The Old Man and the Sea Ernest Hemingway

Sep 7, 2014 review (read between Aug 24, 2014 – Aug 29, 2014)

2nd reading read review on Goodreads

I first read The Old Man and the Sea back in middle school at the insistence of my dad, and I absolutely hated it. Granted, this was during a period of time when I was reading nothing but the Star Wars Extended Universe novels, so of course I was bummed out by the lack of blaster fights and hyperspace travel. An old man on a boat getting pulled further out into sea by a giant fish? Not exactly my idea of riveting back then.

This early encounter made me develop a natural aversion to all things Hemingway, so I avoided reading any other work by him until a few years ago when I picked up A Movable Feast. Maybe it was due to older age or a evolving reading preferences (it had been years since I had last read a Star Wars book), but I actually enjoyed it a lot. With this in the back of my mind, when I saw The Old Man and the Sea mentioned on some internet article recently, I went and picked up a copy. ‘An old man on a boat getting pulled further out into sea by a giant fish’ was literally all I remembered of the book, so I figured it wouldn’t be too difficult to gleam something new from it.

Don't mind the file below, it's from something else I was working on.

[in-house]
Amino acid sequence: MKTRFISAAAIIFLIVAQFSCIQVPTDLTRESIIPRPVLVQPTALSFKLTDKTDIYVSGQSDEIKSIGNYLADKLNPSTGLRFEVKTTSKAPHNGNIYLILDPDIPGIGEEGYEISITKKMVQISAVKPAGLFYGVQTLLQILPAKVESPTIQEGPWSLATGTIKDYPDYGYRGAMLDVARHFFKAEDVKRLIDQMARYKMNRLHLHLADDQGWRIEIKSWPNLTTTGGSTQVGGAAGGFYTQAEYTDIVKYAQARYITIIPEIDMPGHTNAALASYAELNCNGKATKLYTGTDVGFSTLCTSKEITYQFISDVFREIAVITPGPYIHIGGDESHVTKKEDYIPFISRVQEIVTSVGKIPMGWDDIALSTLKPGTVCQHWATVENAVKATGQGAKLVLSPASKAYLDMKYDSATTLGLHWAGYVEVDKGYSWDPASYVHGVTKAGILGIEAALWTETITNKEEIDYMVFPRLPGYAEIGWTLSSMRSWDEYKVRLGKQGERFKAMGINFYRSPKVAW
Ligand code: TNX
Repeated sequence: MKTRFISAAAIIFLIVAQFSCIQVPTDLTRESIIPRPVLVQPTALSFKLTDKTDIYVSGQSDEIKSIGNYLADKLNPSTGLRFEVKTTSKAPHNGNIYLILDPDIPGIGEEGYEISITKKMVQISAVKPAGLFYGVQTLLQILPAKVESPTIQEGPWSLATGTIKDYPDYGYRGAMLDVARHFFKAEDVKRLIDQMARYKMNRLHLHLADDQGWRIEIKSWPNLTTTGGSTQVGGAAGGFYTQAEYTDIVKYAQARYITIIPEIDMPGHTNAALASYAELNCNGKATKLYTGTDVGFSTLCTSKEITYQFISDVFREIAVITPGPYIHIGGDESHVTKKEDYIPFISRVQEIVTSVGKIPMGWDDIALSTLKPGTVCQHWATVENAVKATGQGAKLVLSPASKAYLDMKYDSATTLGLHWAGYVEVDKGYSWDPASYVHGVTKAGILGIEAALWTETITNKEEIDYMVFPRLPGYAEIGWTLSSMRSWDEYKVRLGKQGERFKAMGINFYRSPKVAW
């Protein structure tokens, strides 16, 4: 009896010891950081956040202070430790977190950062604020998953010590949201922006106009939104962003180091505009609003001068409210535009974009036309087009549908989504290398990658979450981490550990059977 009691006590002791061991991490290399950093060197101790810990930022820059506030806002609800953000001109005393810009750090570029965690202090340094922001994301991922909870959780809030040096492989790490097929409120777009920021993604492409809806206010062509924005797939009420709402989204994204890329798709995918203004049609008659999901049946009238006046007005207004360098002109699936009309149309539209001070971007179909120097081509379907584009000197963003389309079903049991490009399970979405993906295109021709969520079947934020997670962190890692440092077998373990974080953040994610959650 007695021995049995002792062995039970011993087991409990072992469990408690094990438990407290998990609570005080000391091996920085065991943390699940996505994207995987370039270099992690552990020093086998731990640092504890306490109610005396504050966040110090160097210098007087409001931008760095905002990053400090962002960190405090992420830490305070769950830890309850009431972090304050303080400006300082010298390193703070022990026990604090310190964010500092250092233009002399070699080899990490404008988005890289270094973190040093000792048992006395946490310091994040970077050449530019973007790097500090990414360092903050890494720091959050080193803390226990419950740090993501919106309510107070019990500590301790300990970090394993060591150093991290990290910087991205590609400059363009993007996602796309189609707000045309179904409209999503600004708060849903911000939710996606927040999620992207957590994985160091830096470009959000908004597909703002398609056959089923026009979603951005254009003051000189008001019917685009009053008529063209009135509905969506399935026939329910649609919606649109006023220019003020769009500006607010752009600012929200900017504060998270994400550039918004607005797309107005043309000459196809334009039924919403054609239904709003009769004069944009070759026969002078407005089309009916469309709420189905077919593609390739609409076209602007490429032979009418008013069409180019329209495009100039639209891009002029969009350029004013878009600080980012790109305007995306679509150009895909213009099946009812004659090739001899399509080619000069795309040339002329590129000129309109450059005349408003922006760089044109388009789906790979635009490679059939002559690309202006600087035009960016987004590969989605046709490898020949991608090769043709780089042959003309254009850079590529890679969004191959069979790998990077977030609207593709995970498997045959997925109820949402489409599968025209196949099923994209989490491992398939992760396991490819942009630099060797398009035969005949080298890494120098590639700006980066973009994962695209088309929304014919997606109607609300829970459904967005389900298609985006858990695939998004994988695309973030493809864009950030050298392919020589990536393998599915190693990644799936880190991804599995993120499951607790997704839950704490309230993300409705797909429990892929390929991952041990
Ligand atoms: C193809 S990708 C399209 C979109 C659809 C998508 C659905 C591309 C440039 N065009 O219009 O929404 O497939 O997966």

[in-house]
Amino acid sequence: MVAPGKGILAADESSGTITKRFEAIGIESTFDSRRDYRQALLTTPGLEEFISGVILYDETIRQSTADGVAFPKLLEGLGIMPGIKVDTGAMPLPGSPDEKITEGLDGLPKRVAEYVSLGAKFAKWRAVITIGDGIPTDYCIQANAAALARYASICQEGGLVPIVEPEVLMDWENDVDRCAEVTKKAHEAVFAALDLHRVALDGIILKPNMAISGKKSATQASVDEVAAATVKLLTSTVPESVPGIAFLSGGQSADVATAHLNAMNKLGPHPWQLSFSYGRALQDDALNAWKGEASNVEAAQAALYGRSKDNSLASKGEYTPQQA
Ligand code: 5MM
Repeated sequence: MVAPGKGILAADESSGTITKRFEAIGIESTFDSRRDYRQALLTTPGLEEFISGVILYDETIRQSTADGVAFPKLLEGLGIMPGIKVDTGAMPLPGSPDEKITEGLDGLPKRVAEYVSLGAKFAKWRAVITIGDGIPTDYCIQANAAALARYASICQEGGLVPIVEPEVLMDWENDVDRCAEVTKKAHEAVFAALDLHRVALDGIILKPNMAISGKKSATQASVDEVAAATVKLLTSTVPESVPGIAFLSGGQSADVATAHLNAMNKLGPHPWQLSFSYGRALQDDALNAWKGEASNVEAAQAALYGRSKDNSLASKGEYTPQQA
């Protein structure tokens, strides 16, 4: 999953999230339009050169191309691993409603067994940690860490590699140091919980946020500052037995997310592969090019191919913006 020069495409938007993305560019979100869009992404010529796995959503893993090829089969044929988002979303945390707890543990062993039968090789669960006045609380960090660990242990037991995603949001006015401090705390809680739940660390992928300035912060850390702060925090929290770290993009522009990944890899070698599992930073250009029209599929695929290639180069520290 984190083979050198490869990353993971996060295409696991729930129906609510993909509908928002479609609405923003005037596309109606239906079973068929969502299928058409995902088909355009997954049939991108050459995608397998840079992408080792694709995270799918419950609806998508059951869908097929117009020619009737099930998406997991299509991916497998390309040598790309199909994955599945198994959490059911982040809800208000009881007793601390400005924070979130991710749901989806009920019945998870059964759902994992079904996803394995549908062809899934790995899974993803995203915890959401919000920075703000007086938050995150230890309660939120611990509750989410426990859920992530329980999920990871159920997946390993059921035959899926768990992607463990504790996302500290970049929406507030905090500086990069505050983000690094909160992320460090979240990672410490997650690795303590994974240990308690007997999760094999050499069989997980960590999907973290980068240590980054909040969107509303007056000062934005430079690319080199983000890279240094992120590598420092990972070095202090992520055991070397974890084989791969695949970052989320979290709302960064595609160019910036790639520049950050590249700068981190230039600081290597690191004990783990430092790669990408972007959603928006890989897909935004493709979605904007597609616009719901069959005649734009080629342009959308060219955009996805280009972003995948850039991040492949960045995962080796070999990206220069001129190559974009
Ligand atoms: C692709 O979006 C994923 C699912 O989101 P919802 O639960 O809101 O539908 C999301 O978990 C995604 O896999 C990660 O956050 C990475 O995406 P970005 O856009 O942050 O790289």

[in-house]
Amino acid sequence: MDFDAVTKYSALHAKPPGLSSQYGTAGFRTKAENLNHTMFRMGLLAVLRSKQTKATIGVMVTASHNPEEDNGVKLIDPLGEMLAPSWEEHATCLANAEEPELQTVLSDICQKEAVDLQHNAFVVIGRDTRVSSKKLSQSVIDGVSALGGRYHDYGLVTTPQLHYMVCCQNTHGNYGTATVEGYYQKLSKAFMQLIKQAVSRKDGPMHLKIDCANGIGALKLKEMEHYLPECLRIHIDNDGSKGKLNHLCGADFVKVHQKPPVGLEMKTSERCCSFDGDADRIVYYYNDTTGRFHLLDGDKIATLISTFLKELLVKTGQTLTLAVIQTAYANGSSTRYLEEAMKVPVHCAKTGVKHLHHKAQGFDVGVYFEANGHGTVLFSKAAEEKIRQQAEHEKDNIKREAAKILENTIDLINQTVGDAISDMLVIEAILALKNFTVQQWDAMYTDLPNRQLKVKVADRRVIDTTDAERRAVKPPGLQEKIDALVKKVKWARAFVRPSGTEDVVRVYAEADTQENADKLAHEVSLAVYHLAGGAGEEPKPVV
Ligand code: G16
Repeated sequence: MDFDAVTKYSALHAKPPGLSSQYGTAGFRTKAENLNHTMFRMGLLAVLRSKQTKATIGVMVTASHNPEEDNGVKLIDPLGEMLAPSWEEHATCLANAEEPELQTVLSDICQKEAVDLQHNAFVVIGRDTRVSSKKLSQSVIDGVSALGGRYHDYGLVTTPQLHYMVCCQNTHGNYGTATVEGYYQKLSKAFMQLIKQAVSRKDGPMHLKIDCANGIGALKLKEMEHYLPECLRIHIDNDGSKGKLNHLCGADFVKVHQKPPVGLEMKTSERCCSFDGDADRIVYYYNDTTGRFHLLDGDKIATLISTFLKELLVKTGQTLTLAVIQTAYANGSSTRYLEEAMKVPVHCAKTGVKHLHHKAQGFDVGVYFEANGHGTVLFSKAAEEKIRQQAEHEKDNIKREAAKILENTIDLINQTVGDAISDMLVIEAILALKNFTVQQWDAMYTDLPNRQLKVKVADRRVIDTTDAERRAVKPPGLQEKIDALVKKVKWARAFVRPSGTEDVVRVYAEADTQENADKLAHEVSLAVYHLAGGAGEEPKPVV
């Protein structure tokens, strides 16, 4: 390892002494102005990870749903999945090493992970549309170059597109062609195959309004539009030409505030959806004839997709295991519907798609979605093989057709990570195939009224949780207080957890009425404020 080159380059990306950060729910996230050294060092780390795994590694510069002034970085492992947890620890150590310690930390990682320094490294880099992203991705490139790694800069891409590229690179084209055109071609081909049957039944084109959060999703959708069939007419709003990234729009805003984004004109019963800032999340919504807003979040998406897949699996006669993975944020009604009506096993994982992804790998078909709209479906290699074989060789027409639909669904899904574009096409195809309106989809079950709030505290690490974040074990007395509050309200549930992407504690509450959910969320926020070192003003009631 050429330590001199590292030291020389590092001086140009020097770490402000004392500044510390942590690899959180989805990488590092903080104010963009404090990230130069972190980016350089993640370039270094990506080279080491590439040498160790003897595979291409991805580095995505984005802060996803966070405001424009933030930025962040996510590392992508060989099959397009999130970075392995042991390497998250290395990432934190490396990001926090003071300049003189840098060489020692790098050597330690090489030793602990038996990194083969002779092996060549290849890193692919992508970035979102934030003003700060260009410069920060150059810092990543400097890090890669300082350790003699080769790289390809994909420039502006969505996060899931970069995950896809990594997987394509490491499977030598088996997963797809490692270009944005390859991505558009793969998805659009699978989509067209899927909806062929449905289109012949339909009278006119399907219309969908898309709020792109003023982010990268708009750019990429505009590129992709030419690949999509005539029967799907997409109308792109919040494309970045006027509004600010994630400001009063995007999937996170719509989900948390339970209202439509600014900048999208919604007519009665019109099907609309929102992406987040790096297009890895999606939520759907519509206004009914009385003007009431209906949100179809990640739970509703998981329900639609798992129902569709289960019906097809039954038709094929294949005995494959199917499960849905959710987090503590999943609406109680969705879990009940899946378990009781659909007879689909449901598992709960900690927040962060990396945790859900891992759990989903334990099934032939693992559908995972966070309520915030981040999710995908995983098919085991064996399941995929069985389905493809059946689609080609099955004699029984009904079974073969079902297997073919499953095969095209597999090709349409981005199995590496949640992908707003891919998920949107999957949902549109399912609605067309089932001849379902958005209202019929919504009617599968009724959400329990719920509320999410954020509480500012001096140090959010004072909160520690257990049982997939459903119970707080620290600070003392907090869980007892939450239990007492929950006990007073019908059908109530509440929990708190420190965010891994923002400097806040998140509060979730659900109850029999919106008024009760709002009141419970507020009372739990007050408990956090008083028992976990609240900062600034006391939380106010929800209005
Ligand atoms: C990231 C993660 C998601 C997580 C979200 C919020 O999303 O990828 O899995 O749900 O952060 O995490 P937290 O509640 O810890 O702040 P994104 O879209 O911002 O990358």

Well, it’s still the story of an old man (Santiago) on a boat (skiff) getting pulled further out into sea by a giant fish (marlin), but there was plenty that I didn’t notice or appreciate the first time I read it: Santiago’s experience, the respect it carries with his fellow fishermen, and the circumstances of his hard life. The struggles out at sea, with the marlin and the journey home, were heartbreaking. Santiago, the experienced fisherman down on his luck, in a world where luck could make or break you. When the rare opportunity presents itself, it’s his experience that lets him battle the marlin to its death, but like any human being he is not fully prepared for the hardships the encounter throws at him. Mistakes are made, but Santiago is able to obtain his trophy, three days from home. On the return trip, he kills multiple sharks that assail him and his prize, but nothing but bones remain of the marlin when he reaches home. Reading through it I could only wonder at how I forgot about the part with the sharks; it was nothing short of brutal.

The second time around, The Old Man and the Sea spoke to me of experience, struggle, and the futility of it all. I still had a hard time getting around the writing style but found myself having more appreciation for it now. I also didn’t go chasing for the biblical undertones that I hear the book was written with, ended up running into a few regardless, but enjoyed it still. Definitely a book I’d re-read many years later to see how my interpretation of the book changes.

8